Folk and Traditional Song Lyrics:
Row Between the Cages

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The Row Between the Cages

The Row Between the Cages

 One mornen wen aw went ta wark, th'seet wis most exsiten.
 Aw ard a noise en luckt aroond, en we de ye think wis fiten?
 Aw stud amaisd en at thim gaisd, te see thim in such raiges,
 For aw nivor seed e row like that between th' Brockwil caiges.

 Wor aud caige sais: "Cum over th' gaits, becaws it's mei intenshin
 To let th' see wethor too or me is th' best invenshin."
 Th' neuin been raised, teuk off his clais, then at it thae went dabbin;
 Th' blud wis runnen doon th' skeets an past th' weimin's cabin.

 Wor aud caige sais: "Let's heh me clais; thoo thwot thit thoo cud flae me,
 But if aw'd been is young is thoo, aw's certain aw cud pae thee."
 Th' patent knockt hees ankel off, en th' buaith ad cutten fuaices.
 Th' shifters rapt three for te ride, so th' buaith went te thor plaices.

 Wen gannen up en doon th' shaft, th' paitint caige did threetin
 For te tuaik wor audin's life if thae stopt it meeten.
 Wor aud caige bawld oot is thae passt: "Thoo nasty dorty paitint,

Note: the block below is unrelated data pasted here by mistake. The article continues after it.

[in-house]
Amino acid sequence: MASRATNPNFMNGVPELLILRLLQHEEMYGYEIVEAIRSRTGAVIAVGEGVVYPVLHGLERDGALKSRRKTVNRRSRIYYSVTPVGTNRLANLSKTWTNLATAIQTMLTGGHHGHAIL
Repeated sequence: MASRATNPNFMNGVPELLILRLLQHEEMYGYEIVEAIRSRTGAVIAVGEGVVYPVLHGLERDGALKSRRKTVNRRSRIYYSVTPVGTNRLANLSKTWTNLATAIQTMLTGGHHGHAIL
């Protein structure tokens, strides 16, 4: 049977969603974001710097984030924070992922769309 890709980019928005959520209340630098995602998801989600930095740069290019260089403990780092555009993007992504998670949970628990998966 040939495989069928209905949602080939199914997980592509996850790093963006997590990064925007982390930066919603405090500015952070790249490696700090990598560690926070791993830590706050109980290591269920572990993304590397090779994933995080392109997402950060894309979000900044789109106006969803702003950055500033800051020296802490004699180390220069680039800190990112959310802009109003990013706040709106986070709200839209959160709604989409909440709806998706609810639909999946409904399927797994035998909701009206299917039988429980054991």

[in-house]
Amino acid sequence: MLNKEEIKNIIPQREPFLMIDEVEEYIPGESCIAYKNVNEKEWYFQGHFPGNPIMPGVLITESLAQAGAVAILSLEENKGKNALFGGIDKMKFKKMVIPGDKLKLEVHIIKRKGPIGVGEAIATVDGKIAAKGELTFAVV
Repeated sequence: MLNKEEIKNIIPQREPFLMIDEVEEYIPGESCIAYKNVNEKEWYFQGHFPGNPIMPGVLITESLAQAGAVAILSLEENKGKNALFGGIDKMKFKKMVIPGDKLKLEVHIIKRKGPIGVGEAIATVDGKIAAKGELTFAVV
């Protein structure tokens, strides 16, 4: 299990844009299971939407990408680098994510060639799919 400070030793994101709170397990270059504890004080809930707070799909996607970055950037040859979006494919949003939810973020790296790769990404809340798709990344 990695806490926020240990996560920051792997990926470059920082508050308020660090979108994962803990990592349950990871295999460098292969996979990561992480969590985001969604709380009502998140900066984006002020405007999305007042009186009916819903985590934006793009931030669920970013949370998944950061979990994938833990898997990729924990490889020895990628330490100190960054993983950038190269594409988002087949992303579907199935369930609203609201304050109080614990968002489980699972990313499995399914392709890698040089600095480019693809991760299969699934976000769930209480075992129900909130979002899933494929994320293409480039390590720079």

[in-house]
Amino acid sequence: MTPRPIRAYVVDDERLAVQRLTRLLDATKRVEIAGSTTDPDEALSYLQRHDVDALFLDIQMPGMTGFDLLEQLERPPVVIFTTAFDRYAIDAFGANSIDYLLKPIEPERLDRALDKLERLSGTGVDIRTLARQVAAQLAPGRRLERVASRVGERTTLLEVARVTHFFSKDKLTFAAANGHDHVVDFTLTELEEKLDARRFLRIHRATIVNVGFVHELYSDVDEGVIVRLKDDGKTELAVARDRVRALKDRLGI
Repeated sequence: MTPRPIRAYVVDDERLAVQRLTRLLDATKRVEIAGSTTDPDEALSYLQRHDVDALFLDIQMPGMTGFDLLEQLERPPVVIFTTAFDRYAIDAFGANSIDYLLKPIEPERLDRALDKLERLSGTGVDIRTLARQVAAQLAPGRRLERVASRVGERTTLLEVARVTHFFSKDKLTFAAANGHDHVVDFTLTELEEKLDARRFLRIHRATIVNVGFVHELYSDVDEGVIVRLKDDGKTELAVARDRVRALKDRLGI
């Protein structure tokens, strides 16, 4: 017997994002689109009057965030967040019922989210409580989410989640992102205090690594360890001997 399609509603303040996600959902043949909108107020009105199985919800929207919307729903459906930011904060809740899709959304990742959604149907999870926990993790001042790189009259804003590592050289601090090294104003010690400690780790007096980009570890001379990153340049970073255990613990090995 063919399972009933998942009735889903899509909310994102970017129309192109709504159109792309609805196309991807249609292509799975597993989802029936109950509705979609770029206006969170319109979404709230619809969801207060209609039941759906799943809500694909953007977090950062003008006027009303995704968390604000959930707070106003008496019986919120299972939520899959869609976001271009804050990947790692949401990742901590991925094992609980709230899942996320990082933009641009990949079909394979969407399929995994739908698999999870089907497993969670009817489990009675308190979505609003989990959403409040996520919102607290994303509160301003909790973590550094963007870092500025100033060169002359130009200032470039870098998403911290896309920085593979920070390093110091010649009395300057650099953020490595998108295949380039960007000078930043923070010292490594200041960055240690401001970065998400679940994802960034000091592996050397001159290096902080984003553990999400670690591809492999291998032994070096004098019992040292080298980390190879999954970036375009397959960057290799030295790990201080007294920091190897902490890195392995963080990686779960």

Rub thee ies eguain th' skeets -aw think too's ardly wakinit."

 Th' patint te wor aud caige sais: "Altho aw be a strangoer,
 Aw kin work me wark is weel is thoo, an free th' men freh daingor.
 Noo, if th' rope shub brick we me, aud skinny jaws, just watch us-
 Thoo'll see me clag on te th' skeets, for aw's full e springs en catches."

 Wor aud caige te th' paitint sais: "Aw warned thoo think thoo's clivor
 Becaws thi'v polished thoo we paint, but thoo'l not last for ivor.
 The paint on thoo 'ill wer awae, an then thoo's lost thei beuty;
 Th' nivor painted me at aal, en still aw've deun my deuty."

 Th' braiksmin browt thim buaith te bank, th' mischeef for te sattil,
 Thae fit frae five o'clock te six, en th' paitint won th' battle.
 It teuk th' braiksmin half e shift te clag thim up wi plaistors.
 Wor aud caige sent hees noatece in, but just te vex th' maistors.

 The song was written by Tommy Armstrong (1848-1919) of Tanfield, County
 Durham.  The above is as he wrote it, "Pitmatic" dialect and all, and is
 A.L Lloyd's Folk Song in England.  The song was set to a traditional melody,
 used earlier by Alexander Rodger for Robin Tamson's Smiddy.

 MD
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